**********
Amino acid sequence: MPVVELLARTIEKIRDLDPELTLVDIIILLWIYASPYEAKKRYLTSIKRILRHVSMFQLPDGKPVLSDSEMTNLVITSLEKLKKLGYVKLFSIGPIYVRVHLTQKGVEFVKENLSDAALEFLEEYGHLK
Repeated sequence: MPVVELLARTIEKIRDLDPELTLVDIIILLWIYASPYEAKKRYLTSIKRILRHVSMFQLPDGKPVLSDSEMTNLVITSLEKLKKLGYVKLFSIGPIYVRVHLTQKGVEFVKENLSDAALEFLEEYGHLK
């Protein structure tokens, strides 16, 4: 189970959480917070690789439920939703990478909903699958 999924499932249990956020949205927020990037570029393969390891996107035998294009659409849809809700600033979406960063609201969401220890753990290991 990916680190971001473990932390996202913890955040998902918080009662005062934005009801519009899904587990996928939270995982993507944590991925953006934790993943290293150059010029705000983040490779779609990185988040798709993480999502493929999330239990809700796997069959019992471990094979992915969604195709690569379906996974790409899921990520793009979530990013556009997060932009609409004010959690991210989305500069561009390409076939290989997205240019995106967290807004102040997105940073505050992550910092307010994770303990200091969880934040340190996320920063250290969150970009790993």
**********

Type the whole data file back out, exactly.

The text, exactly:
Amino acid sequence: MPVVELLARTIEKIRDLDPELTLVDIIILLWIYASPYEAKKRYLTSIKRILRHVSMFQLPDGKPVLSDSEMTNLVITSLEKLKKLGYVKLFSIGPIYVRVHLTQKGVEFVKENLSDAALEFLEEYGHLK
Repeated sequence: MPVVELLARTIEKIRDLDPELTLVDIIILLWIYASPYEAKKRYLTSIKRILRHVSMFQLPDGKPVLSDSEMTNLVITSLEKLKKLGYVKLFSIGPIYVRVHLTQKGVEFVKENLSDAALEFLEEYGHLK
């Protein structure tokens, strides 16, 4: 189970959480917070690789439920939703990478909903699958 999924499932249990956020949205927020990037570029393969390891996107035998294009659409849809809700600033979406960063609201969401220890753990290991 990916680190971001473990932390996202913890955040998902918080009662005062934005009801519009899904587990996928939270995982993507944590991925953006934790993943290293150059010029705000983040490779779609990185988040798709993480999502493929999330239990809700796997069959019992471990094979992915969604195709690569379906996974790409899921990520793009979530990013556009997060932009609409004010959690991210989305500069561009390409076939290989997205240019995106967290807004102040997105940073505050992550910092307010994770303990200091969880934040340190996320920063250290969150970009790993």